Lawsuits over art depicted in two films in the 1990’s caused film companies to change their policies over rights and permissions forever. Artist Frederick E. Hart brought suit against Warner Brothers for showing a sculpture in a final scene of the movie “Devil’s Advocate” (1997), which was strikingly similar to his “Ex Nihilo” (1982), which is displayed at the Washington National Cathedral. The movie not only allegedly infringed his copyright, but also distorted the artist’s intent of portraying God’s beautiful creation of humans, not, as it was in the film, coming to life in a demonic scene of lust. After a federal judge found that Hart was likely to succeed, Warner Brothers reached a settlement, agreeing to cut and change the ending of the film before video release and also add a sticker to the 475,000 unedited versions of the film already released that disclaimed any affiliation to the artist’s sculpture, a likely difficult but necessary end to the case.

Similarly, artist Lebbeus Woods sued Universal Studios, Atlas Entertainment, director Terry Gilliam, and production designer Jeffrey Beecroft, alleging that the film “12 Monkeys” (1995) ripped off his drawing entitled “Neomechanical Tower” (1987). Woods was upset about the violation of his copyright and also the distortion of his artistic intent. In granting a preliminary injunction, the Court asked Universal to pull all copies of the already released film (an enormous expense) but Universal instead agreed to settle for a six figure sum to keep it in. These costly legal battles and settlements changed the way that production companies handle art used in films to be more cautious and to seek permission from copyright holders up front.

These cases, among others, raise issues of how to truthfully depict the past in film while still respecting the rights of artists over their creative works. Media companies, now more than ever, must check with their art departments and ensure that rights clearances are obtained for any concepts or images that may be sourced from outside. Solutions as creative as the art depicted must be sought to permit audience enjoyment on all levels. As for the reproductions in “Woman in Gold,” created by scenic artist Steven Mitchell, under the production design of Jim Clay, no information is available at present as to their fate.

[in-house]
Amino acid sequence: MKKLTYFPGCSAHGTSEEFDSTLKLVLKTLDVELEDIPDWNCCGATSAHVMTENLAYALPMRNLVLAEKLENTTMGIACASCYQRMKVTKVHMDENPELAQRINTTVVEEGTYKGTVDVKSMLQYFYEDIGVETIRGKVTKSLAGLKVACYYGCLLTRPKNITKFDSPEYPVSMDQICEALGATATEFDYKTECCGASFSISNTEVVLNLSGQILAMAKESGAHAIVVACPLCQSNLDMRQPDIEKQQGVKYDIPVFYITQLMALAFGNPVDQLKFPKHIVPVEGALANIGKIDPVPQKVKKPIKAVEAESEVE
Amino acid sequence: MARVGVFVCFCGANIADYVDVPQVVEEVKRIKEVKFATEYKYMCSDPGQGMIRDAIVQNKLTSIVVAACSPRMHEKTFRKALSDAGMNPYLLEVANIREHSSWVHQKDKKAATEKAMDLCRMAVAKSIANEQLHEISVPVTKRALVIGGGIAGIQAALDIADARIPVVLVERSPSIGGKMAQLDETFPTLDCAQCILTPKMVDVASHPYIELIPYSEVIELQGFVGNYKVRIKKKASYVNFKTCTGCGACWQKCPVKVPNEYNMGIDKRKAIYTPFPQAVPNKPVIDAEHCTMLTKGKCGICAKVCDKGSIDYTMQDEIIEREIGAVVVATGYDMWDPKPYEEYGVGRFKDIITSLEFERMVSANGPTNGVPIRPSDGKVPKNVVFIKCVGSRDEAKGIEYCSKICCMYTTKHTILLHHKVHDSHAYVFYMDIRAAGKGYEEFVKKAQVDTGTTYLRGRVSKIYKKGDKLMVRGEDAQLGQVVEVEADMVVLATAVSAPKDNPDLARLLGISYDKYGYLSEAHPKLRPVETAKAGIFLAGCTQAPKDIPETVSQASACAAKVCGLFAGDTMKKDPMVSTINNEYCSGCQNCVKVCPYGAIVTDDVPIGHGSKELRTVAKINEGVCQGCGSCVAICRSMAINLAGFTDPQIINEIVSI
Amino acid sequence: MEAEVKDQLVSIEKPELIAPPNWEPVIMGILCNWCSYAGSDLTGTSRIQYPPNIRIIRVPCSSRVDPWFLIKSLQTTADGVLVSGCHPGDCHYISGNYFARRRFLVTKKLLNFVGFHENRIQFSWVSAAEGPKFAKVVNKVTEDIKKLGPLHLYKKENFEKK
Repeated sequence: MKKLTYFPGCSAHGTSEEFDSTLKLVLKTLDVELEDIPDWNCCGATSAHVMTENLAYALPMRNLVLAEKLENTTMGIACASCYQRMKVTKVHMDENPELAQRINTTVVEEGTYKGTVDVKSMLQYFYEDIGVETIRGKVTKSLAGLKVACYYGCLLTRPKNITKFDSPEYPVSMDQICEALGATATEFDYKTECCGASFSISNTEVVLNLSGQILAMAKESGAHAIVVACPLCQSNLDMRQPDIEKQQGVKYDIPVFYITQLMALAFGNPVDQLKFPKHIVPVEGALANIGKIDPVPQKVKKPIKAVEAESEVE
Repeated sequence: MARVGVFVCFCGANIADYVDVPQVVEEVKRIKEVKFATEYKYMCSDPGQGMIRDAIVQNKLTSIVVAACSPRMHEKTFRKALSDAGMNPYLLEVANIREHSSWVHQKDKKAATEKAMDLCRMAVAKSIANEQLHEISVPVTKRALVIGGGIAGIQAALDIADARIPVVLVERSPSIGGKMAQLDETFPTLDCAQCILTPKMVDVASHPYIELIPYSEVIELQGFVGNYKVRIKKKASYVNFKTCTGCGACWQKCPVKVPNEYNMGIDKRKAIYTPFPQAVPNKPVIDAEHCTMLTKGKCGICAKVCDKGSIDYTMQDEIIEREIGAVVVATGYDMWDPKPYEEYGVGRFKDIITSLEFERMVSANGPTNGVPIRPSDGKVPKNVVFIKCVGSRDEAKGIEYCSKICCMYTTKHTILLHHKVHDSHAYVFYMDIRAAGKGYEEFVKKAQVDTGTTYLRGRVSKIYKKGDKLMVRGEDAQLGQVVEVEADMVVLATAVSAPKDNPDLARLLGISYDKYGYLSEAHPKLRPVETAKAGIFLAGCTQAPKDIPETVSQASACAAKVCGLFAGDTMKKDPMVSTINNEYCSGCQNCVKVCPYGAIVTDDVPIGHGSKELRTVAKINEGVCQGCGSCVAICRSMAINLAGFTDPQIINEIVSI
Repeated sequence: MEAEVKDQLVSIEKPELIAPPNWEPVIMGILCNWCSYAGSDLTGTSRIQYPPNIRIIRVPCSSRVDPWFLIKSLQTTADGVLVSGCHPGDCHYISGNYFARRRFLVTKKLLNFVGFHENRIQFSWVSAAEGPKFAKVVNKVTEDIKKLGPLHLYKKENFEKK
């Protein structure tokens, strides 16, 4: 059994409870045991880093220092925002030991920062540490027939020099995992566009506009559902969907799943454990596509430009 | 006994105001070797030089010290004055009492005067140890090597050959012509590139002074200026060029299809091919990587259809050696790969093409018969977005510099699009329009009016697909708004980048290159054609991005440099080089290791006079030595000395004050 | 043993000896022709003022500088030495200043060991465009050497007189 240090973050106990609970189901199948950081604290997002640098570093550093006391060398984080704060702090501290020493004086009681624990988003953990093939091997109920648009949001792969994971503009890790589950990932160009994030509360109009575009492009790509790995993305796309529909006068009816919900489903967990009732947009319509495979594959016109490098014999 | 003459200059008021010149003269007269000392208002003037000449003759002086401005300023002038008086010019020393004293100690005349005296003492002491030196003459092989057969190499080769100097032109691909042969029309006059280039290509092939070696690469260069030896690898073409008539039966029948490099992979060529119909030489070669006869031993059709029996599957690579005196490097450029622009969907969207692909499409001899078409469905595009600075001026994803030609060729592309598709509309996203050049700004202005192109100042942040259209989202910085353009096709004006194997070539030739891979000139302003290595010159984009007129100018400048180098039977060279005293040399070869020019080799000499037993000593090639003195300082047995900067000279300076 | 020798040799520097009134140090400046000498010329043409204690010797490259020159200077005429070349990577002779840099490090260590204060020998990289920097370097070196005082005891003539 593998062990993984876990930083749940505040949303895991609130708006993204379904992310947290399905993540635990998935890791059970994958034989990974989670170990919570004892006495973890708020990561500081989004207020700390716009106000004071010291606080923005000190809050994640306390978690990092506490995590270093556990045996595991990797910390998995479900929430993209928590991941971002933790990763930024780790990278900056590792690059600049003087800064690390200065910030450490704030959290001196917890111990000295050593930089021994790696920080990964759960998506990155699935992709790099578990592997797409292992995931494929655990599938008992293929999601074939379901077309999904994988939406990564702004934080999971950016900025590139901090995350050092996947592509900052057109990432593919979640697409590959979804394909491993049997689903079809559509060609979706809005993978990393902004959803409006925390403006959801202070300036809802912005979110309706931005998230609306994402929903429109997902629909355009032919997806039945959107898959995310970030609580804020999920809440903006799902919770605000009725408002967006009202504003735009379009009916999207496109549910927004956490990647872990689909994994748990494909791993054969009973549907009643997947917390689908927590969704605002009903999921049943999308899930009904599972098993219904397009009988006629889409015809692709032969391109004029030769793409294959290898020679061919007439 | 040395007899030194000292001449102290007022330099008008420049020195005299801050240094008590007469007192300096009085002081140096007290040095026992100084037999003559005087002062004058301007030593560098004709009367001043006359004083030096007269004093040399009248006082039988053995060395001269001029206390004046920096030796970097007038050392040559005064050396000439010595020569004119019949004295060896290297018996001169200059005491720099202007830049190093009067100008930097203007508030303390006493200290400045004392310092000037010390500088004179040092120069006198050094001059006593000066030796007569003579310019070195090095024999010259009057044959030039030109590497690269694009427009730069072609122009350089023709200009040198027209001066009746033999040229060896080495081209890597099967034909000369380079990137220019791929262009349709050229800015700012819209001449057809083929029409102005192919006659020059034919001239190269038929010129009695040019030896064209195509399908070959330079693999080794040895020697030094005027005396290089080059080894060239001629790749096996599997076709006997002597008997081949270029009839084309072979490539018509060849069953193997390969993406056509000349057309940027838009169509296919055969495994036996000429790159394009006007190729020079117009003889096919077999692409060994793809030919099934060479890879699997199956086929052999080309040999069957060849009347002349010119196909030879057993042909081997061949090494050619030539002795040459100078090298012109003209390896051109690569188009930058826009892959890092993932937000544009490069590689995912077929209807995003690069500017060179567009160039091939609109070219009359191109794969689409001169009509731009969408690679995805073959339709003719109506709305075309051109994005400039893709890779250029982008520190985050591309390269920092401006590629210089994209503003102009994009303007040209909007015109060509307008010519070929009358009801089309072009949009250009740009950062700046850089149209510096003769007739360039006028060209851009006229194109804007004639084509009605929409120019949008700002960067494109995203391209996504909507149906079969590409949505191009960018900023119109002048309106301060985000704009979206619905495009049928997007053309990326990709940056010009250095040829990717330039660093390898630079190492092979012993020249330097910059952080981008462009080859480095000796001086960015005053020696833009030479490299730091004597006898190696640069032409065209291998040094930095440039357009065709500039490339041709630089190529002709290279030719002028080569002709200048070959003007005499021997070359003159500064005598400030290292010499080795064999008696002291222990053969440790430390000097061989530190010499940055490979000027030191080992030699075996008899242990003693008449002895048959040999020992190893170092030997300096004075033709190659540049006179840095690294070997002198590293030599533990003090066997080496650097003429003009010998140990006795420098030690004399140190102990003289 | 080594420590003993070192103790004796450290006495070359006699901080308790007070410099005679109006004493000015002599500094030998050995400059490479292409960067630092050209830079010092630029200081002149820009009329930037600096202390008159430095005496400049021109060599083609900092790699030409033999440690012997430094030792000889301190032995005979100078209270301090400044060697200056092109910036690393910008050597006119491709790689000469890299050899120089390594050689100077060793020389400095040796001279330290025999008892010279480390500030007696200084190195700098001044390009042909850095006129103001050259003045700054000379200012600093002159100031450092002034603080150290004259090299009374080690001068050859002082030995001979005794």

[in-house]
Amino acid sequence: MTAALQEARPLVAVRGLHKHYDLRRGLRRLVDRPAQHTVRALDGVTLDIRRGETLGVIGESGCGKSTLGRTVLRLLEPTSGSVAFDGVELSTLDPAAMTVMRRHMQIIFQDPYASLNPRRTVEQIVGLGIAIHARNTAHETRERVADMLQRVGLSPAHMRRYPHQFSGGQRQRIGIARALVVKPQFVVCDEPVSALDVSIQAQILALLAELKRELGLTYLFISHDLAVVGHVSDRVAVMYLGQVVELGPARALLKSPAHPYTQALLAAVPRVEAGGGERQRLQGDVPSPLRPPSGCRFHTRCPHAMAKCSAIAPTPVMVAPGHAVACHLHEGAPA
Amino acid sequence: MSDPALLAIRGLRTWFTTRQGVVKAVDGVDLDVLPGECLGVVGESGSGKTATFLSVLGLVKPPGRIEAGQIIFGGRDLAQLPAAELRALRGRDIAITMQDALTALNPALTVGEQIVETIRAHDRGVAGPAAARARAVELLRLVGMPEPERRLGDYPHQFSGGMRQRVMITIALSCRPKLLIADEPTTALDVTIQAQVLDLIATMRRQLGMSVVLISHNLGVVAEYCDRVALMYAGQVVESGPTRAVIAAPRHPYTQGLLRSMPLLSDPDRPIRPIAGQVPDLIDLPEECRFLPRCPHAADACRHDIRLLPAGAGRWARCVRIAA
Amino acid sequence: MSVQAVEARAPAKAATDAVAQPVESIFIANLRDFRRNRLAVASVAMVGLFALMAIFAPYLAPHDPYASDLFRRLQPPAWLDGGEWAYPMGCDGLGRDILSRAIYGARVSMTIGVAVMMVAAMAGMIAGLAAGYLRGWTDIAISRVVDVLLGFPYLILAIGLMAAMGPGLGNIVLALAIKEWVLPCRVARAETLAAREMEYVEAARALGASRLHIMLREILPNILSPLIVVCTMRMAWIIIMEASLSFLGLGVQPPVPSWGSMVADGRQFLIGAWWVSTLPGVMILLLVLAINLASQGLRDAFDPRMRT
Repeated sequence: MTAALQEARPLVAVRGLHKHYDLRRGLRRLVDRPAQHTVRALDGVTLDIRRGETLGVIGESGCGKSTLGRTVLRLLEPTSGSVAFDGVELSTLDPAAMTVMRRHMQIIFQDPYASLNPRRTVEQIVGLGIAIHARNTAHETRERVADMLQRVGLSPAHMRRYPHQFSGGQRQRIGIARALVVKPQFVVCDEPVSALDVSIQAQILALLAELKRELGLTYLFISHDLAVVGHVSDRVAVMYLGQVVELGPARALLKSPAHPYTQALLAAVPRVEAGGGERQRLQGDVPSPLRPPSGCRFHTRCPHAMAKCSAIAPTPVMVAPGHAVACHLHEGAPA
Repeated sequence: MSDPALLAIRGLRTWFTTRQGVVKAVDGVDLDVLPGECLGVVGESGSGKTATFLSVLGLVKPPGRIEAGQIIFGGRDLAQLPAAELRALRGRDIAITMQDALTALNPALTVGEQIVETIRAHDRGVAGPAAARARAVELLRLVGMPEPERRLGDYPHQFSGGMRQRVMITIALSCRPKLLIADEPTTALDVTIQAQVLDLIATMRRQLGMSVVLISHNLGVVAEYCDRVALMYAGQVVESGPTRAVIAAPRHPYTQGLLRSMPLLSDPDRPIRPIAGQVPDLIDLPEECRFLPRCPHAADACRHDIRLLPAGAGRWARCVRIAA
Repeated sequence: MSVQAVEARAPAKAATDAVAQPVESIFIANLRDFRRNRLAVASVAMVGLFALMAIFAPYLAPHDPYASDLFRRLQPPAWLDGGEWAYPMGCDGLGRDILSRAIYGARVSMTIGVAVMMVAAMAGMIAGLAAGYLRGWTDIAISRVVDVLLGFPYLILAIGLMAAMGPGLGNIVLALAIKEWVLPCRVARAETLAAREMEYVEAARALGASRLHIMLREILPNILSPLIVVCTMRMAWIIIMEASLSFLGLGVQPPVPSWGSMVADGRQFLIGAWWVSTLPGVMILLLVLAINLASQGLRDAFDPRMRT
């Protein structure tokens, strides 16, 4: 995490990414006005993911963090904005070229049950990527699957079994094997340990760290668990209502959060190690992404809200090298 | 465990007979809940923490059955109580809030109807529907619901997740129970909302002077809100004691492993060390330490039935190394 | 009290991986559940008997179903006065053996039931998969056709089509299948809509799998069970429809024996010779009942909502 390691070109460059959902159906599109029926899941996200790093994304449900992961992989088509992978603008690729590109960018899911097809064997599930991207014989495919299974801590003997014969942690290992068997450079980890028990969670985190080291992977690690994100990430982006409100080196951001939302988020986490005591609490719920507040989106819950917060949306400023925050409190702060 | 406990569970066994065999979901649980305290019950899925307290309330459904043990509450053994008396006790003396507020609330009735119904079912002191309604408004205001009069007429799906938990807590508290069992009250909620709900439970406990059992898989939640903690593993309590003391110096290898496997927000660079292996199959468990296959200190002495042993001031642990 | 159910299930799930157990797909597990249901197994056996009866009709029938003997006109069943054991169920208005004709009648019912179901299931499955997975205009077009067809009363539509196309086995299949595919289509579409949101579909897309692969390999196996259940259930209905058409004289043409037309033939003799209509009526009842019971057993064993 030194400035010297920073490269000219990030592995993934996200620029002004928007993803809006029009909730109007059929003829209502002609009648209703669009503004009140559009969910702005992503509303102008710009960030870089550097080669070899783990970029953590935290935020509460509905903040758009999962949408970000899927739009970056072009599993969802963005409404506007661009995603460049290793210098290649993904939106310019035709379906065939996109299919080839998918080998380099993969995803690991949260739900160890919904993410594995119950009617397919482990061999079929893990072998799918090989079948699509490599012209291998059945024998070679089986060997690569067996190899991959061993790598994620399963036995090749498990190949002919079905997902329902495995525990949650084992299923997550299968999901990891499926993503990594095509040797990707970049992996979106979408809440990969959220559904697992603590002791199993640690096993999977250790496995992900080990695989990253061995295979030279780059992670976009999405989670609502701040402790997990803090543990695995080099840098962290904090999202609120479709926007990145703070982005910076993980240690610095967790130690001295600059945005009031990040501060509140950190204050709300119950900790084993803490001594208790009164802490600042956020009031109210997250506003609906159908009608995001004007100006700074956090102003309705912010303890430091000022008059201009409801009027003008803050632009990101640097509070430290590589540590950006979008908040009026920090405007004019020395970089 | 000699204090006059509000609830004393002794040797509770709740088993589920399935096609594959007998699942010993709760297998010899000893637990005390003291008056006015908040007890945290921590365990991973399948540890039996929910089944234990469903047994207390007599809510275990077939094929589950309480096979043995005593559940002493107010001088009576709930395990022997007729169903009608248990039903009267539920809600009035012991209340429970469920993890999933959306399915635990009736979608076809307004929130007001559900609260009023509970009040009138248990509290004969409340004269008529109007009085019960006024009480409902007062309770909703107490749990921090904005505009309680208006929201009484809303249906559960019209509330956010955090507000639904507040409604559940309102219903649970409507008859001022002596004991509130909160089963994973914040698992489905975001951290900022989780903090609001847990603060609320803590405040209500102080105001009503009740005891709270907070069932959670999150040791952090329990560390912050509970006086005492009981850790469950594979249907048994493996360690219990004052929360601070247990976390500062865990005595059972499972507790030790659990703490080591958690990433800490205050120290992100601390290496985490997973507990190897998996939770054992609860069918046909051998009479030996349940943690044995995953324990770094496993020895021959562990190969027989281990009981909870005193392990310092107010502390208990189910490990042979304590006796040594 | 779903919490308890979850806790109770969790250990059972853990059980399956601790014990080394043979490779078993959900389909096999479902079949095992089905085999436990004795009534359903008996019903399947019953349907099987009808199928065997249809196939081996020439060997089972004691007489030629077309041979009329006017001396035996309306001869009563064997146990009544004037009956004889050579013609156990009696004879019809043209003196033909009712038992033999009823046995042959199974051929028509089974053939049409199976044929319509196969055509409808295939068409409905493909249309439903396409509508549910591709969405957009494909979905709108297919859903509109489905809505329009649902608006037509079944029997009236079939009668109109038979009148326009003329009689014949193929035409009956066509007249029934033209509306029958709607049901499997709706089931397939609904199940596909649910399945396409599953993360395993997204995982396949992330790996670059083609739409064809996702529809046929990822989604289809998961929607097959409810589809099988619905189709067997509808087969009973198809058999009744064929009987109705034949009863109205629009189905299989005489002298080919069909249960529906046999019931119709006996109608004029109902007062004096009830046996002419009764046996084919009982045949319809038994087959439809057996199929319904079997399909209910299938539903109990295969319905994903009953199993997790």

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Note from the editors:

On April 13th, Center for Art Law continued its film-viewing series “You’ve Been Served” with “Woman In Gold.” While attendees did comment on the casting choices (unforgettable Helen Mirren as Maria Altmann and debonair Ryan Reynolds as Randol Schoenberg), nobody objected to the quality or mere fact of art reproductions. In addition to the Klimt paintings, the film features many other artworks that were or might have been a part of the Altmann’s family collection, including for example Ferdinand Georg Waldmüller’sPrinzen Esterhazy mit weißem Kaninchen in einer Landschaft” (1827), which was taken from the Bloch-Bauer’s that Hitler intended to hang in his Führermuseum. The film was well received and praised for its ability to explain the value of restitution that transcends the art market value and aims to fix some of the tragic losses suffered by families and nations during under the Nazi rule and World War II.

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*About the Author: Mia Tomijima is a recent graduate of Brooklyn Law School, where she received a certificate in intellectual property and served as Chair of the Art Law Association. She received a bachelor’s degree in art history from UCLA, and has worked with museums, auction houses, and other arts non-profits. Mia is a post-graduate fellow with Center for Art Law.

Disclaimer: This article is intended as general information, not legal advice. Any opinions contained herein are of the author’s alone and are not a substitute for seeking outside legal representation.